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Qatar still “in campaign mode” to prove worthiness of 2022 WC

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SHEFFIELD, England (AP) The birthplace of modern soccer is now an unassuming site: A couple of pitches with no stands for supporters, and a ramshackle indoor facility where damp rises on the walls and paint peels from the goalposts.

When Sheffield FC formed in this northern English steel city 160 years ago, the wealth awash in the modern game was unimaginable to the founders of the world’s first soccer club. The symbol of how vastly soccer has changed is thousands of miles away in the Gulf, where stadiums are springing up in the Qatari desert and tens of billions of dollars are invested in infrastructure to ensure a tiny nation can host the 32-team World Cup in 2022.

But Olive Grove, where the first rules of the modern game were conceived by Sheffield FC’s founders, was the latest stop this week for Qatar World Cup leader Hassan Al Thawadi on a mission to convince the global football community that his country remains a worthy host of the FIFA showpiece.

Seven years after the controversial vote and five years until kickoff, doubts linger about Qatar’s suitability and right to host the Middle East’s first World Cup.

“I believe we will always be in campaign mode,” Hassan Al Thawadi, secretary general of Qatar’s World Cup organizing committee, said at the self-styled “Home of Football” in an interview with The Associated Press. “Most host nations or host cities suffered from criticism.”

Perhaps, but none on the scale faced by Qatar, which was unprepared for the sharp scrutiny that followed victory in the secret ballot that took the game’s biggest showcase to the smallest country yet.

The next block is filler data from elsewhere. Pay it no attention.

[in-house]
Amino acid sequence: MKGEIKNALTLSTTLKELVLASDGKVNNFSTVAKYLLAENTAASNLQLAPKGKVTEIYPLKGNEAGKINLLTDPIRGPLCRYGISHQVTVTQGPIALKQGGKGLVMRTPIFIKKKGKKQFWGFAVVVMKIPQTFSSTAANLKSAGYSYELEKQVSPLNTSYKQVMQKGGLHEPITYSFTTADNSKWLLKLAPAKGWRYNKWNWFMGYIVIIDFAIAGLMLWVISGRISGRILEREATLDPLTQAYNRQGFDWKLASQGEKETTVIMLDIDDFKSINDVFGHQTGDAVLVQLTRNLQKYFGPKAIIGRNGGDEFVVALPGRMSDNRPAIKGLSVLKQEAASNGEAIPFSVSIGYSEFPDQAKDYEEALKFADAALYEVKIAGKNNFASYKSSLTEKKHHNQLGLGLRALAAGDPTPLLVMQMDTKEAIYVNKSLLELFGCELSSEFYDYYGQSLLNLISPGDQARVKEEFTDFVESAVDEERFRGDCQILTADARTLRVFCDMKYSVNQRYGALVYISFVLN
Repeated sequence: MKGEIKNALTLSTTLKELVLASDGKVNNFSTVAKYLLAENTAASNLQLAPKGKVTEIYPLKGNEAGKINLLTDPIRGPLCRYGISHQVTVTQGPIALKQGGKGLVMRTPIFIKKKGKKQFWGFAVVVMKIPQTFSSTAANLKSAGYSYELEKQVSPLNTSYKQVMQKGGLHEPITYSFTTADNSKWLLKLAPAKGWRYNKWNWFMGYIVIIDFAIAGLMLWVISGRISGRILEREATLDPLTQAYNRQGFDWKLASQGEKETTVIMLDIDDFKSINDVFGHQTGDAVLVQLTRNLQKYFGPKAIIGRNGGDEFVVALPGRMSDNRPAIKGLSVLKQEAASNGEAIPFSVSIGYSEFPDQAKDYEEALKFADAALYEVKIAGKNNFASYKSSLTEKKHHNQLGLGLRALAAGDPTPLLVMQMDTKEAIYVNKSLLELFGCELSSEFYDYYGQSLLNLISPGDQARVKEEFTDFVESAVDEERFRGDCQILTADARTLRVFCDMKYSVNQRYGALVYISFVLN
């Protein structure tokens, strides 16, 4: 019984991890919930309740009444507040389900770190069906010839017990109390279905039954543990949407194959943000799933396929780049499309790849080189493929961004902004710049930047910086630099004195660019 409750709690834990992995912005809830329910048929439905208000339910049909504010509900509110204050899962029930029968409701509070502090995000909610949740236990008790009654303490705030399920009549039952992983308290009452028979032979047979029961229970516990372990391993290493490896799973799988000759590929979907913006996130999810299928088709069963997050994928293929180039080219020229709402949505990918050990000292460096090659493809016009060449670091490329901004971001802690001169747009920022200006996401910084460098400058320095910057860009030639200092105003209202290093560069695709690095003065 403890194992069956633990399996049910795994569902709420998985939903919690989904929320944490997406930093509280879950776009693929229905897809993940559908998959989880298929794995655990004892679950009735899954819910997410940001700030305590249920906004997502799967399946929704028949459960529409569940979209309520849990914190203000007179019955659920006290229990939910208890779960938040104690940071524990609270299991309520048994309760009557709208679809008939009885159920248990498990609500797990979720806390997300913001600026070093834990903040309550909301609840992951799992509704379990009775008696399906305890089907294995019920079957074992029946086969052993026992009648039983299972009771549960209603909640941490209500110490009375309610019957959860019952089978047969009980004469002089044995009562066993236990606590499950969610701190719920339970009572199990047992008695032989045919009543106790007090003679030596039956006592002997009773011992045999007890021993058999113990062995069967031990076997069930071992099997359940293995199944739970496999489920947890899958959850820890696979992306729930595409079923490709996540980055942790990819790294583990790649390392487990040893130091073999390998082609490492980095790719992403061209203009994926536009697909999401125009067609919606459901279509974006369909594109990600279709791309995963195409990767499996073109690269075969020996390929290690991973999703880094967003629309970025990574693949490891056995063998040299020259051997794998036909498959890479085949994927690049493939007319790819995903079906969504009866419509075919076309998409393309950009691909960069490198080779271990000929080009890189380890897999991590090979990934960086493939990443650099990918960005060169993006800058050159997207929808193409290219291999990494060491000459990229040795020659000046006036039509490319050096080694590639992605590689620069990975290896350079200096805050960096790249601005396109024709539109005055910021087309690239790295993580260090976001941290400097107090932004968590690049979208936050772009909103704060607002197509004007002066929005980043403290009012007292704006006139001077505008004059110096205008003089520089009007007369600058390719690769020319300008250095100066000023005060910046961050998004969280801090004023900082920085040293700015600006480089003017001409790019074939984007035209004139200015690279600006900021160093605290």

The greatest threat to Qatar’s hosting status initially came from corruption investigators, who were troubled by some of the bid conduct but ultimately found there was no improper activity that swayed the vote.

Censure came from labor watchdogs who believed a form of modern slavery formed the backbone of World Cup construction, and Qatar was compelled to safeguard rights and conditions for migrant workers. While progress has been made in a region unaccustomed to providing such protections, Qatar still faces demands to be more transparent about the cause of worker deaths and to eradicate exploitative practices like the “kafala” sponsorship system which binds workers to their employer.

“The World Cup is a catalyst and an engine for accelerated reforms,” Al Thawadi said.

Now more powerful forces are at play threatening the World Cup: Four Arab countries have severed diplomatic ties and placed Qatar under a blockade since June in a move claimed to stop the natural-gas-rich country from supporting terrorism – charges denied by Al Thawadi.

“For whoever may want to bring this World Cup into a political debate, that is an action that they are doing unilaterally,” he said.

However sure Al Thawadi is, the World Cup will be played as scheduled from Nov. 21 to Dec. 18 2022 – contentiously chosen by FIFA to avoid the fierce summer heat in the usual June-July slot – and he is clearly troubled by attempts to undermine the tournament.

A day after speaking to The AP in Sheffield, Al Thawadi ducked out of the royal box at Wembley Stadium in London just before watching England play Germany to launch a broadside against what he perceives as efforts by Qatar’s regional rivals to bring down the World Cup.

Dubai’s security chief has already said the only way to end “Qatar’s crisis” was to give up the event, though he later said he was referring to the financial impact of hosting. An Emirati minister followed up by tweeting that Qatar’s hosting of the tournament should “include a repudiation of policies supporting extremism & terrorism.”